Do Consumers Trust Media -- And Will They Cross Party Lines?

Trying to determine what voters think in a presidential election year should be a little easier this time around with advancements made in the past four years around sentiment analysis, artificial intelligence, and number-crunching technology. Still, it's not a perfect science. 

To get a sense of voter sentiment about the election, Lucid recently tapped its global audience database to put together a survey. A few notable findings summarize the sentiment of those participating in the surveys. 

Data from the small sample size of U.S. voters participating in Lucid’s survey -- about 300 -- found that 57% have cast an early vote for the election, and 71% feel optimistic about the outcome of the election, although the data doesn’t suggest why.

The most interesting data from the survey examines voter preference and how likely those participating are to vote outside their registered party for this election.

When asked about the possibility of them voting outside their registered party, 40% said it is very unlikely, while 21% said it is very likely, 17% said they were neutral, 13% said it was unlikely, and 9% said it was likely.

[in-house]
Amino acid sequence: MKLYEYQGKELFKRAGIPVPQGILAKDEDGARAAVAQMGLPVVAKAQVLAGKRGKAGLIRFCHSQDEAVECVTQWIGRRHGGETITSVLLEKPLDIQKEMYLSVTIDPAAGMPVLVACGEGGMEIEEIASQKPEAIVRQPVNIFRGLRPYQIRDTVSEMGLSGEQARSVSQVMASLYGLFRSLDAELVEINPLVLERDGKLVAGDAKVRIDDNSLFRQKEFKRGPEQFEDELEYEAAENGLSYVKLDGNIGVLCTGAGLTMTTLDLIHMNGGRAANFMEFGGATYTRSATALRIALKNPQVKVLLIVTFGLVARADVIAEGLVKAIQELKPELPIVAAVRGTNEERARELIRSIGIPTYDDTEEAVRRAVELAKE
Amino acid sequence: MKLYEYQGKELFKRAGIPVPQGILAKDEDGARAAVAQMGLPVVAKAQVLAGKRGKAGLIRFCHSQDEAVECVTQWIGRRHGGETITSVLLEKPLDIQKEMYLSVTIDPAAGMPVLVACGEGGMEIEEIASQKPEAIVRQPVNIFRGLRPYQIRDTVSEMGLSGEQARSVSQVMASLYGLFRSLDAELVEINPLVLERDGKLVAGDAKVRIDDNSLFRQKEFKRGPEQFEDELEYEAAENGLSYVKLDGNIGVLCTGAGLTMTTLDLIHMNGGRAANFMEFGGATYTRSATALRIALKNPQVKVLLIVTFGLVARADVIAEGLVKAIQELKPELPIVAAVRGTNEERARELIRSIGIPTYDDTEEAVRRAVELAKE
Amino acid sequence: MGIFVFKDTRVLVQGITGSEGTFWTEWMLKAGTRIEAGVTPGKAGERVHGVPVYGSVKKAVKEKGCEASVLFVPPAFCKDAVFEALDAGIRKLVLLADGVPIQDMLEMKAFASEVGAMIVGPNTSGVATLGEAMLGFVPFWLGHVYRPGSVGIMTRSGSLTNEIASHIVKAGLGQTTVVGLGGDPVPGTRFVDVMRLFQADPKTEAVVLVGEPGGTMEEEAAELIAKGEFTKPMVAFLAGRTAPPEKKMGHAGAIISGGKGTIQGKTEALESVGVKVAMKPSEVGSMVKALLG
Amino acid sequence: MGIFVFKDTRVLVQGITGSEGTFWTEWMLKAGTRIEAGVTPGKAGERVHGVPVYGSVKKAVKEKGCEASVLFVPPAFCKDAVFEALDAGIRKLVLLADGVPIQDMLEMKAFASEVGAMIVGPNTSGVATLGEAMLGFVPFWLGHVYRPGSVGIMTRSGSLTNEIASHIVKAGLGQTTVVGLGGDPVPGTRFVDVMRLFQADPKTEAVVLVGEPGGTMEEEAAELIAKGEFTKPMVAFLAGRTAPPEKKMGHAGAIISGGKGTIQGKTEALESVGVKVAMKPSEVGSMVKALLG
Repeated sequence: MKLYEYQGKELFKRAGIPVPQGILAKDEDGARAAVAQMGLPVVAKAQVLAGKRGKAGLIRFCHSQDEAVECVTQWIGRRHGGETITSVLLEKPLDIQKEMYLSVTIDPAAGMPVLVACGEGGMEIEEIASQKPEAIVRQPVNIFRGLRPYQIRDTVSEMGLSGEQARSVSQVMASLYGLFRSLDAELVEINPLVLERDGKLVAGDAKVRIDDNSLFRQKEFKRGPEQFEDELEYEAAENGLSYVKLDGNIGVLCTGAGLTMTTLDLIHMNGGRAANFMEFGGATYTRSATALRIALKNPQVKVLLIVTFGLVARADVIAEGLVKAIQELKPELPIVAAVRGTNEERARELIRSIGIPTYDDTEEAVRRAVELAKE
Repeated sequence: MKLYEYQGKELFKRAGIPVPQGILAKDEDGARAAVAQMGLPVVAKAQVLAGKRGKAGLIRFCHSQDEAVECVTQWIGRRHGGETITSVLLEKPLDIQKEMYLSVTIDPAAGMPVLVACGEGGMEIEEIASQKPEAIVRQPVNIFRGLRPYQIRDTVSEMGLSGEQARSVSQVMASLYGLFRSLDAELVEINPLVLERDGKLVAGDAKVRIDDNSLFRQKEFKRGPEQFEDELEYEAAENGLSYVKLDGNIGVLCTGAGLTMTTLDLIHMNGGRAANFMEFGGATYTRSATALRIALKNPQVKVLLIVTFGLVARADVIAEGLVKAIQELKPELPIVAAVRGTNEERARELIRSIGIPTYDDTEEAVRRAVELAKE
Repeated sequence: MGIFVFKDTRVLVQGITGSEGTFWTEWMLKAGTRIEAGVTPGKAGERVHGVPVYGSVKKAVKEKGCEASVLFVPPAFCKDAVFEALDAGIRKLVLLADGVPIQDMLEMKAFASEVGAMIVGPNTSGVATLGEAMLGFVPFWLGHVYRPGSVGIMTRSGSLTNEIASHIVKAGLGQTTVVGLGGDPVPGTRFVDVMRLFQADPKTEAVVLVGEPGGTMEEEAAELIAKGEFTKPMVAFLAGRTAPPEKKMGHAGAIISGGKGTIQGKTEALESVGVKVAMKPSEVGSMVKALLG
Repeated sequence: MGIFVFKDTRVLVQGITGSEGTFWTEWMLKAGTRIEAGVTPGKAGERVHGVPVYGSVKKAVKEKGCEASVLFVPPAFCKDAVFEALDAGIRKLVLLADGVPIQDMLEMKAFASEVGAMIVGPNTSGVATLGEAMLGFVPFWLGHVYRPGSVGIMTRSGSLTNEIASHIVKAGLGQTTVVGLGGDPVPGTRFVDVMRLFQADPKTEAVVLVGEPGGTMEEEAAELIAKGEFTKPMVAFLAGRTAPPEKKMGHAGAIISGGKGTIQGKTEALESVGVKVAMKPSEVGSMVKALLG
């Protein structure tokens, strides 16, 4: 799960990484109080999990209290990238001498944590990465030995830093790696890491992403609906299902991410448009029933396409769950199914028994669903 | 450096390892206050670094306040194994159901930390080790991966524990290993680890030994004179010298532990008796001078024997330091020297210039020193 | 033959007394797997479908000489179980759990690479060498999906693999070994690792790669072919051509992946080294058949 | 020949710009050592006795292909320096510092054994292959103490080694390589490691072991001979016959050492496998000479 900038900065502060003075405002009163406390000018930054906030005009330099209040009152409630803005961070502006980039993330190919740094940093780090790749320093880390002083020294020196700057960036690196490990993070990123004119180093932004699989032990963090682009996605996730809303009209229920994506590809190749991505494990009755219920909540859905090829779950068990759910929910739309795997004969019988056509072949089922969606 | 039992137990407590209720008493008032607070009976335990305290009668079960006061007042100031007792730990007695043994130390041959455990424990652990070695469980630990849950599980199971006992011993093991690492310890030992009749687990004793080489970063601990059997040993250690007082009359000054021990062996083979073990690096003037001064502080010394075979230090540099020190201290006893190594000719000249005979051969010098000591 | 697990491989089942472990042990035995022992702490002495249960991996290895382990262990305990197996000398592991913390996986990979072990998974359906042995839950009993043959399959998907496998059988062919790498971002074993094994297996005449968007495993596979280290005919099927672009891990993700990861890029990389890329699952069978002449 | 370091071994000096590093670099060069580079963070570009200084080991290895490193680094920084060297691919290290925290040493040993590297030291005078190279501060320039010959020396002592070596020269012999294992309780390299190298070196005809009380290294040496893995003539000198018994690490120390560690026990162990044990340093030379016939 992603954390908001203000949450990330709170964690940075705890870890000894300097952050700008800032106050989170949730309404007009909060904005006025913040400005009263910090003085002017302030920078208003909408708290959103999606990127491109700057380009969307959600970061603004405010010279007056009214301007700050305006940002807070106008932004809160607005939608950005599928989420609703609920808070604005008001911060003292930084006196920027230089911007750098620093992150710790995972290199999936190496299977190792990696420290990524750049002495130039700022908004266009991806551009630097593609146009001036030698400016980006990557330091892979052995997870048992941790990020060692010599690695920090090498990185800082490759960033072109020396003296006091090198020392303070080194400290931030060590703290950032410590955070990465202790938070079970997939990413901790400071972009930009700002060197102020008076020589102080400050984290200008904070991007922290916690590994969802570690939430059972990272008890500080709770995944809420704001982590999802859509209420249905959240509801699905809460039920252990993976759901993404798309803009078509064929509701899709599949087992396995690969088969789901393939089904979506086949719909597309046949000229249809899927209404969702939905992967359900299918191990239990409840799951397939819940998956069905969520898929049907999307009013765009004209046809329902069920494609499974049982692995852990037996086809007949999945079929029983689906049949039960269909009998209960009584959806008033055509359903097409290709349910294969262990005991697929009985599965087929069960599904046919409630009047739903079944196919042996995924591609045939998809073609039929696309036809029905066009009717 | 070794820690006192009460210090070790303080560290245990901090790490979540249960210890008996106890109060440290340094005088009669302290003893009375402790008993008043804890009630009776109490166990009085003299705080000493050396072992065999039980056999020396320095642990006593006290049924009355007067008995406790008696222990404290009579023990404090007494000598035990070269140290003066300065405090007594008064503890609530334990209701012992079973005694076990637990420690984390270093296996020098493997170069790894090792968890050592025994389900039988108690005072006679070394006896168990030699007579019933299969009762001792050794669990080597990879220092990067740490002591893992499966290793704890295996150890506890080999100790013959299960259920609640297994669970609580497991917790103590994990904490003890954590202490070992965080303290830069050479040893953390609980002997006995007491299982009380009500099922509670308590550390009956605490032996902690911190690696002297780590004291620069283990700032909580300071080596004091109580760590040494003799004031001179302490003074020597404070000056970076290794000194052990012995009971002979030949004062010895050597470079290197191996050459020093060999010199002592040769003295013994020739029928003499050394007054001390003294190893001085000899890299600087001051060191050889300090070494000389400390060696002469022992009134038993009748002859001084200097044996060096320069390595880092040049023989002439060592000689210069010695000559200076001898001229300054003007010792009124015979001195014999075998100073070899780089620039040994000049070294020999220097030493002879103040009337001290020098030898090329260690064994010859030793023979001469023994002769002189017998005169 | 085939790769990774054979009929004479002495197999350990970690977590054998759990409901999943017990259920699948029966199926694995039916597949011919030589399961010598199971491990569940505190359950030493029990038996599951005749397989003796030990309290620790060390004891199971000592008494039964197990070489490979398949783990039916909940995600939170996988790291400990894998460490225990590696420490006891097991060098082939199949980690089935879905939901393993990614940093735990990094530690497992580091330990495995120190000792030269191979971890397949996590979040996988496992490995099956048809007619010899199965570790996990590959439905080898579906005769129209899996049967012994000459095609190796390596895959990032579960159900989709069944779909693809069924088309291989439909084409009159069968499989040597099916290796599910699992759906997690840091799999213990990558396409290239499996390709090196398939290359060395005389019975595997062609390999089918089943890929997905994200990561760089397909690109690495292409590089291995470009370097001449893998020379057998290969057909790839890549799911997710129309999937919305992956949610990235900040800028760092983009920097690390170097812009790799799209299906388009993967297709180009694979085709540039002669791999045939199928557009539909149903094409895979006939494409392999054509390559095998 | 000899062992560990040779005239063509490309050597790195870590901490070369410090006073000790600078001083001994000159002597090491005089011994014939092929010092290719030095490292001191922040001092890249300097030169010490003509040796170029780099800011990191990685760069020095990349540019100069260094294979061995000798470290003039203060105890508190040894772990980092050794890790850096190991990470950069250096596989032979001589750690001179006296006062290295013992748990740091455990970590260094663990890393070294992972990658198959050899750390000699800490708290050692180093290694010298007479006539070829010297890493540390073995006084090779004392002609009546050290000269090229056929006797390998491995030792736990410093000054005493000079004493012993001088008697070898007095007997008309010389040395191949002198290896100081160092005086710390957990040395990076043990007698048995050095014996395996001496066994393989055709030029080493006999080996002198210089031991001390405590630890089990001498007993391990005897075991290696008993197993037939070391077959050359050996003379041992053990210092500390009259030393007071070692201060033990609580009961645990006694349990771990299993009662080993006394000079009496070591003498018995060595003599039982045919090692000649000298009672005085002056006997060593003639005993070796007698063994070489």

Some 90% said they have enough resources to make their voting decision. Most people get their news from traditional media sources. About 57% cited news outlets, while 29% cited social media, 8% cited other sources, and 6% said they are getting their information from family and friends.

And while most people are getting their news from traditional media, 52% think the information being distributed by the media outlets about the election is inaccurate. This may be contributing to a high anxiety level about the election.

About 76% of those participating in the survey said they feel anxious about the outcome, and 78% said they think the outcome of the election will impact the recovery efforts around the COVID-19 pandemic.

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